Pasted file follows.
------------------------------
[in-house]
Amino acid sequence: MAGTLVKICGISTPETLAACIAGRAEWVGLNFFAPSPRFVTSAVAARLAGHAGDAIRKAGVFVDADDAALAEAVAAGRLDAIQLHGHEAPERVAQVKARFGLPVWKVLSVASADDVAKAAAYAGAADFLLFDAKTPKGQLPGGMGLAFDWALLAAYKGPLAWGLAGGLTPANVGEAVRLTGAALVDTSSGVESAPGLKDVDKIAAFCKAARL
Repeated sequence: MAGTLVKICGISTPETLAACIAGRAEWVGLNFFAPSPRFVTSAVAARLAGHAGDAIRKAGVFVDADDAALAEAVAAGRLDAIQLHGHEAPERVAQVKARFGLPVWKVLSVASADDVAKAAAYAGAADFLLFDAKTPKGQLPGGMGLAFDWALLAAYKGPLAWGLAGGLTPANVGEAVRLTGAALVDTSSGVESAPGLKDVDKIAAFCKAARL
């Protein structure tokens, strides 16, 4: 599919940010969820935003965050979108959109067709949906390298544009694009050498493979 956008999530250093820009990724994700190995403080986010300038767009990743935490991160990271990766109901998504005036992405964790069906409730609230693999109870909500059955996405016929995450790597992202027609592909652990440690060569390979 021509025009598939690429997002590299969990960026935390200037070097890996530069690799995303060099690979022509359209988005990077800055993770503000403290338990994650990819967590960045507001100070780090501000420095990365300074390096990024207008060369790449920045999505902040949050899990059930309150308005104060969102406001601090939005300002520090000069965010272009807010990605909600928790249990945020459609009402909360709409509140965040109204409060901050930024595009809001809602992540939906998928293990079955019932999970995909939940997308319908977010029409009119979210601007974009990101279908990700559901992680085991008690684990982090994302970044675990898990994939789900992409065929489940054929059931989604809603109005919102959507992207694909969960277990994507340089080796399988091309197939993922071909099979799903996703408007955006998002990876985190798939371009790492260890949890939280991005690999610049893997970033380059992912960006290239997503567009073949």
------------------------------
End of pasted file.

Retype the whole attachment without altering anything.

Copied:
[in-house]
Amino acid sequence: MAGTLVKICGISTPETLAACIAGRAEWVGLNFFAPSPRFVTSAVAARLAGHAGDAIRKAGVFVDADDAALAEAVAAGRLDAIQLHGHEAPERVAQVKARFGLPVWKVLSVASADDVAKAAAYAGAADFLLFDAKTPKGQLPGGMGLAFDWALLAAYKGPLAWGLAGGLTPANVGEAVRLTGAALVDTSSGVESAPGLKDVDKIAAFCKAARL
Repeated sequence: MAGTLVKICGISTPETLAACIAGRAEWVGLNFFAPSPRFVTSAVAARLAGHAGDAIRKAGVFVDADDAALAEAVAAGRLDAIQLHGHEAPERVAQVKARFGLPVWKVLSVASADDVAKAAAYAGAADFLLFDAKTPKGQLPGGMGLAFDWALLAAYKGPLAWGLAGGLTPANVGEAVRLTGAALVDTSSGVESAPGLKDVDKIAAFCKAARL
């Protein structure tokens, strides 16, 4: 599919940010969820935003965050979108959109067709949906390298544009694009050498493979 956008999530250093820009990724994700190995403080986010300038767009990743935490991160990271990766109901998504005036992405964790069906409730609230693999109870909500059955996405016929995450790597992202027609592909652990440690060569390979 021509025009598939690429997002590299969990960026935390200037070097890996530069690799995303060099690979022509359209988005990077800055993770503000403290338990994650990819967590960045507001100070780090501000420095990365300074390096990024207008060369790449920045999505902040949050899990059930309150308005104060969102406001601090939005300002520090000069965010272009807010990605909600928790249990945020459609009402909360709409509140965040109204409060901050930024595009809001809602992540939906998928293990079955019932999970995909939940997308319908977010029409009119979210601007974009990101279908990700559901992680085991008690684990982090994302970044675990898990994939789900992409065929489940054929059931989604809603109005919102959507992207694909969960277990994507340089080796399988091309197939993922071909099979799903996703408007955006998002990876985190798939371009790492260890949890939280991005690999610049893997970033380059992912960006290239997503567009073949």